ICLA Calls On OSCE To Publish An Unambiguous And Politically Neutral Definition Of Islamophobia
The following can also be found on the OSCE website at http://www.osce.org/odihr/105881
International Civil Liberties Alliance
OSCE Human Dimension Implementation Meeting 2013
Working Session II – Review of the implementation of commitments on promotion of mutual respect and understanding: – Combatting intolerance and discrimination against Muslims
The International Civil Liberties Alliance (ICLA) has been spending a great deal of time within the current OSCE Human Dimension meeting (Warsaw 2013) trying to clarify the meaning of the term “Islamophobia”. Unfortunately, despite our diligent efforts no one has been able to provide us with an unambiguous and politically neutral definition.
ICLA believes that the undefined nature of the term “Islamophobia” stereotypes and demonises any and all people who voice concerns about sharia law. As such we believe that the continued use of the term in this undefined form is actually a barrier to cooperation and dialogue and that it does little to solve the serious problem of discrimination against Muslims.
The exclusion of ICLA and other stakeholders from the meetings that were convened to put together an OSCE booklet that had the subtitle “Addressing Islamophobia Through Education” was missed opportunity for serious dialogue on this important issue. If all stakeholders had been involved then people with divergent views would have come closer together and an honest and politically neutral definition of Islamophobia could have been devised.
We believe that it is important to urgently address the matter of the definition of Islamophobia because the lack of a clear definition impacts negatively on many basic human rights that are claimed to be protected in international law. In addition to the obvious area of freedom of expression it also impacts negatively on things like freedom of assembly.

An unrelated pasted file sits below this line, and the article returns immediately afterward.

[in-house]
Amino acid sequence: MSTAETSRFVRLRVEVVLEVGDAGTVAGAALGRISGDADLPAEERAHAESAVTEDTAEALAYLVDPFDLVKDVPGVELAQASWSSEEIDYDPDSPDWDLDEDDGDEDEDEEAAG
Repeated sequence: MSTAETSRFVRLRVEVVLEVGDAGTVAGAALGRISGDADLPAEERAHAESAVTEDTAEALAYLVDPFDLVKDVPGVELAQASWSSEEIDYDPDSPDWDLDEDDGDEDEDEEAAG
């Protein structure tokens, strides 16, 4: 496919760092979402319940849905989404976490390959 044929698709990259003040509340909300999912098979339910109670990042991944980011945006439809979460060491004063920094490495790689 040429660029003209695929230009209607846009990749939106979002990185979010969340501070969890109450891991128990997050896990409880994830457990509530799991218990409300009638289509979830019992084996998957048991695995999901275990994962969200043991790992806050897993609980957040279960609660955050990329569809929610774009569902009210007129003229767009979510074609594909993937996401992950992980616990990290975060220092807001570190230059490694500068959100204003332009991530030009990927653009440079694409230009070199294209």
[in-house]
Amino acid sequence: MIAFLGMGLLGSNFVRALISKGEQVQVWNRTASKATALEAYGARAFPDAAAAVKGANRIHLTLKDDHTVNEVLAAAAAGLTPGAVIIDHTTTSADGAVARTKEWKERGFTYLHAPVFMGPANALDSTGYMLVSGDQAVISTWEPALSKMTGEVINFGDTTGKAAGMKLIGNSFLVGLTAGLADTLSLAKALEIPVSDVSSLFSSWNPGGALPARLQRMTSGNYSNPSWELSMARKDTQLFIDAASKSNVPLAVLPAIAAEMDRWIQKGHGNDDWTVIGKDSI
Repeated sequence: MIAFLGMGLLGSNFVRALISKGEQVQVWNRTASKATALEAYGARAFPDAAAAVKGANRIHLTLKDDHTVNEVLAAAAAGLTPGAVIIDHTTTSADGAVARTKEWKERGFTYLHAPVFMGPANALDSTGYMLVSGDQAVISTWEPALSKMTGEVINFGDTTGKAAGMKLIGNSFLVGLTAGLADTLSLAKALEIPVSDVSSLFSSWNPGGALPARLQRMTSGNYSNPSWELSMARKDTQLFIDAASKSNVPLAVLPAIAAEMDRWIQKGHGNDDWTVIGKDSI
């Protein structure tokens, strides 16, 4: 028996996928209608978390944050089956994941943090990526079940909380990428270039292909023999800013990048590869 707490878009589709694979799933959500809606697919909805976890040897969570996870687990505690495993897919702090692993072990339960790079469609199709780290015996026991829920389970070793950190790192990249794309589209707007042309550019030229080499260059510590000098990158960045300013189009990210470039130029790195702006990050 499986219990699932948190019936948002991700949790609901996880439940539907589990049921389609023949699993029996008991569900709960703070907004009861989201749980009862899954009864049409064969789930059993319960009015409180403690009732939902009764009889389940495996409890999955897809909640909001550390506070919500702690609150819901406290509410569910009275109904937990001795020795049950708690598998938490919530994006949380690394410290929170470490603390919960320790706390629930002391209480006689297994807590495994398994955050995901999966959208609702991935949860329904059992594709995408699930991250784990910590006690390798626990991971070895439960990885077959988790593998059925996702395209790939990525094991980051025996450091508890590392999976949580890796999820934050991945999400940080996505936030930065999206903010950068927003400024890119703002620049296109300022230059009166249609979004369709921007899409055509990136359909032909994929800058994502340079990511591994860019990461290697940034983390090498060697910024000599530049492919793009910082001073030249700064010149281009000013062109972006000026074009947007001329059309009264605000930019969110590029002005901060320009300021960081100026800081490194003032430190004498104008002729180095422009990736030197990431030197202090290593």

The International Civil Liberties Alliance is concerned about human rights abuses that can arise from certain aspects of sharia law. Increasingly any person or organization that has legitimate concerns in this area is unfairly labeled “Islamophobic”. This can impact negatively on freedom of assembly because a lack of definition contributes to the likelihood of them being physically or verbally abused, being unfairly demonized, being sacked from their jobs, and being subject to overzealous policing.
We therefore make the following recommendations:
(1) That the OSCE provide an official definition of the term “Islamophobia” including a comprehensive list of what Islamophobia is not. This would go a long way to helping organisations like ICLA to articulate their messages in the most sensitive way possible.
(2) That the OSCE organize a much more diverse range of stakeholders to come together to create a revised booklet for educators that is both fair and politically neutral. For such an important publication to achieve what it purports to want to achieve, it has to be more inclusive with regard to those who compile it.